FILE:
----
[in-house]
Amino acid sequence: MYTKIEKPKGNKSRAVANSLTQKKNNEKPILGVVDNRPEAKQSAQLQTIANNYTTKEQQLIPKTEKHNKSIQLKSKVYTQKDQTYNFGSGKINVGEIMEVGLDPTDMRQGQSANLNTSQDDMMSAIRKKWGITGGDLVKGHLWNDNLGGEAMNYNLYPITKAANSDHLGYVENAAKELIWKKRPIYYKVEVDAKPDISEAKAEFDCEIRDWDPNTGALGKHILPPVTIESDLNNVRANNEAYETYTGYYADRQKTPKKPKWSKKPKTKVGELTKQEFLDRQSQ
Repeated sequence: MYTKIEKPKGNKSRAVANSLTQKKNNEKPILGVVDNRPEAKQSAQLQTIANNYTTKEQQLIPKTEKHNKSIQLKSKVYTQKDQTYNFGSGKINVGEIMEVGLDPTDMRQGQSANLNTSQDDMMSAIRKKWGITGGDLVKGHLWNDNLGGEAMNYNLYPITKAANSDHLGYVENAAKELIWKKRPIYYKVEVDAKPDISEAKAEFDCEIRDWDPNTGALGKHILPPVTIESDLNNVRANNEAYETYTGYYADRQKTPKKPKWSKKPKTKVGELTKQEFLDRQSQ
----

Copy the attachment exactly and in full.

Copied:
[in-house]
Amino acid sequence: MYTKIEKPKGNKSRAVANSLTQKKNNEKPILGVVDNRPEAKQSAQLQTIANNYTTKEQQLIPKTEKHNKSIQLKSKVYTQKDQTYNFGSGKINVGEIMEVGLDPTDMRQGQSANLNTSQDDMMSAIRKKWGITGGDLVKGHLWNDNLGGEAMNYNLYPITKAANSDHLGYVENAAKELIWKKRPIYYKVEVDAKPDISEAKAEFDCEIRDWDPNTGALGKHILPPVTIESDLNNVRANNEAYETYTGYYADRQKTPKKPKWSKKPKTKVGELTKQEFLDRQSQ
Repeated sequence: MYTKIEKPKGNKSRAVANSLTQKKNNEKPILGVVDNRPEAKQSAQLQTIANNYTTKEQQLIPKTEKHNKSIQLKSKVYTQKDQTYNFGSGKINVGEIMEVGLDPTDMRQGQSANLNTSQDDMMSAIRKKWGITGGDLVKGHLWNDNLGGEAMNYNLYPITKAANSDHLGYVENAAKELIWKKRPIYYKVEVDAKPDISEAKAEFDCEIRDWDPNTGALGKHILPPVTIESDLNNVRANNEAYETYTGYYADRQKTPKKPKWSKKPKTKVGELTKQEFLDRQSQ